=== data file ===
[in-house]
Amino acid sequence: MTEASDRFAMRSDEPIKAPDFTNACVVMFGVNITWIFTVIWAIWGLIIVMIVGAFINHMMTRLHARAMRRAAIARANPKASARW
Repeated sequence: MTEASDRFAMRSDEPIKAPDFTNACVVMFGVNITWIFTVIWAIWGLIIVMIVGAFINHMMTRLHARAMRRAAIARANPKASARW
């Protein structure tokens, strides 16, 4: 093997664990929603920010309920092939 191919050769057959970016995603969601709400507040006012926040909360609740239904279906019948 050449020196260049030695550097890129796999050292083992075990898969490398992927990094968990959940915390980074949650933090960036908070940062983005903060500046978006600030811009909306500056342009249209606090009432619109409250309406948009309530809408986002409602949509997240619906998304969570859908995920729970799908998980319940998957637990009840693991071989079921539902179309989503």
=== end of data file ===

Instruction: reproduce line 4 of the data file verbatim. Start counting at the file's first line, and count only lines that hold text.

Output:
């Protein structure tokens, strides 16, 4: 093997664990929603920010309920092939 191919050769057959970016995603969601709400507040006012926040909360609740239904279906019948 050449020196260049030695550097890129796999050292083992075990898969490398992927990094968990959940915390980074949650933090960036908070940062983005903060500046978006600030811009909306500056342009249209606090009432619109409250309406948009309530809408986002409602949509997240619906998304969570859908995920729970799908998980319940998957637990009840693991071989079921539902179309989503």